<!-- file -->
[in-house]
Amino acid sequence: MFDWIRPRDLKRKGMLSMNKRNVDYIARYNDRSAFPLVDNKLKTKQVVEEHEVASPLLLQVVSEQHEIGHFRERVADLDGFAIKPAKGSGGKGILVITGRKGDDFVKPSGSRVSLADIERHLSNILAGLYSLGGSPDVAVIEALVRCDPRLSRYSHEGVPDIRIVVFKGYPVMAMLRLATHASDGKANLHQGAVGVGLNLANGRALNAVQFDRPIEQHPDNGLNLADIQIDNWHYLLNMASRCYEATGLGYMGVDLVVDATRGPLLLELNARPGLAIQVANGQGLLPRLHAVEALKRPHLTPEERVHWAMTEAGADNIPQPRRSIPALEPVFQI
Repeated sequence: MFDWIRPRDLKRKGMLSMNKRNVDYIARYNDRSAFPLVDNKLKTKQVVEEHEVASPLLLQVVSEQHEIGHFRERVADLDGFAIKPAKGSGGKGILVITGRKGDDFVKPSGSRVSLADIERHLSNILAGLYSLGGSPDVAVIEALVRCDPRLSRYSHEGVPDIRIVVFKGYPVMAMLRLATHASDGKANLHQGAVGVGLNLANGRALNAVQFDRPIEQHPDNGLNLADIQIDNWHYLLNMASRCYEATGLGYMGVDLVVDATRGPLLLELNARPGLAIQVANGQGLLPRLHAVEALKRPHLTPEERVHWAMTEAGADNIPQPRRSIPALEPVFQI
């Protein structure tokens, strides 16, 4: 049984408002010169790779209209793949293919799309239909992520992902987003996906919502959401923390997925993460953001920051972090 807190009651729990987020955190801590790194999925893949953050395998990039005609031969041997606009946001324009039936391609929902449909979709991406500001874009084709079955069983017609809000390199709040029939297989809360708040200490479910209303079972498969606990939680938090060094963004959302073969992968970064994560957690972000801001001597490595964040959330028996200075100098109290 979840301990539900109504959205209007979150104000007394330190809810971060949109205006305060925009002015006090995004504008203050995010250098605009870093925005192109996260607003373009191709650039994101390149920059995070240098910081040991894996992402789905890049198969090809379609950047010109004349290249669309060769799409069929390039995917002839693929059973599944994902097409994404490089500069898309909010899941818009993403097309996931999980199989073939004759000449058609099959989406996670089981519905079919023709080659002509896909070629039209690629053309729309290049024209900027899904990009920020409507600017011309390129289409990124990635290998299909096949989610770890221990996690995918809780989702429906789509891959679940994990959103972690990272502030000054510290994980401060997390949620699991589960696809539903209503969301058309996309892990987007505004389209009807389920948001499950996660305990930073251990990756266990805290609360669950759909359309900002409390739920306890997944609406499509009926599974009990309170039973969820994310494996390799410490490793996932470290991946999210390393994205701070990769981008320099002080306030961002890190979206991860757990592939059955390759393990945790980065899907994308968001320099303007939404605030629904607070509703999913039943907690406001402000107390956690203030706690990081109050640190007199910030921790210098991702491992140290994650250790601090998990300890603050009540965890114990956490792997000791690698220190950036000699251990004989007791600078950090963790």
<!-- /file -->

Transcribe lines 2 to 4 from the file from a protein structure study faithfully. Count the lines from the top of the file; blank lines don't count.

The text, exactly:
Amino acid sequence: MFDWIRPRDLKRKGMLSMNKRNVDYIARYNDRSAFPLVDNKLKTKQVVEEHEVASPLLLQVVSEQHEIGHFRERVADLDGFAIKPAKGSGGKGILVITGRKGDDFVKPSGSRVSLADIERHLSNILAGLYSLGGSPDVAVIEALVRCDPRLSRYSHEGVPDIRIVVFKGYPVMAMLRLATHASDGKANLHQGAVGVGLNLANGRALNAVQFDRPIEQHPDNGLNLADIQIDNWHYLLNMASRCYEATGLGYMGVDLVVDATRGPLLLELNARPGLAIQVANGQGLLPRLHAVEALKRPHLTPEERVHWAMTEAGADNIPQPRRSIPALEPVFQI
Repeated sequence: MFDWIRPRDLKRKGMLSMNKRNVDYIARYNDRSAFPLVDNKLKTKQVVEEHEVASPLLLQVVSEQHEIGHFRERVADLDGFAIKPAKGSGGKGILVITGRKGDDFVKPSGSRVSLADIERHLSNILAGLYSLGGSPDVAVIEALVRCDPRLSRYSHEGVPDIRIVVFKGYPVMAMLRLATHASDGKANLHQGAVGVGLNLANGRALNAVQFDRPIEQHPDNGLNLADIQIDNWHYLLNMASRCYEATGLGYMGVDLVVDATRGPLLLELNARPGLAIQVANGQGLLPRLHAVEALKRPHLTPEERVHWAMTEAGADNIPQPRRSIPALEPVFQI
């Protein structure tokens, strides 16, 4: 049984408002010169790779209209793949293919799309239909992520992902987003996906919502959401923390997925993460953001920051972090 807190009651729990987020955190801590790194999925893949953050395998990039005609031969041997606009946001324009039936391609929902449909979709991406500001874009084709079955069983017609809000390199709040029939297989809360708040200490479910209303079972498969606990939680938090060094963004959302073969992968970064994560957690972000801001001597490595964040959330028996200075100098109290 979840301990539900109504959205209007979150104000007394330190809810971060949109205006305060925009002015006090995004504008203050995010250098605009870093925005192109996260607003373009191709650039994101390149920059995070240098910081040991894996992402789905890049198969090809379609950047010109004349290249669309060769799409069929390039995917002839693929059973599944994902097409994404490089500069898309909010899941818009993403097309996931999980199989073939004759000449058609099959989406996670089981519905079919023709080659002509896909070629039209690629053309729309290049024209900027899904990009920020409507600017011309390129289409990124990635290998299909096949989610770890221990996690995918809780989702429906789509891959679940994990959103972690990272502030000054510290994980401060997390949620699991589960696809539903209503969301058309996309892990987007505004389209009807389920948001499950996660305990930073251990990756266990805290609360669950759909359309900002409390739920306890997944609406499509009926599974009990309170039973969820994310494996390799410490490793996932470290991946999210390393994205701070990769981008320099002080306030961002890190979206991860757990592939059955390759393990945790980065899907994308968001320099303007939404605030629904607070509703999913039943907690406001402000107390956690203030706690990081109050640190007199910030921790210098991702491992140290994650250790601090998990300890603050009540965890114990956490792997000791690698220190950036000699251990004989007791600078950090963790």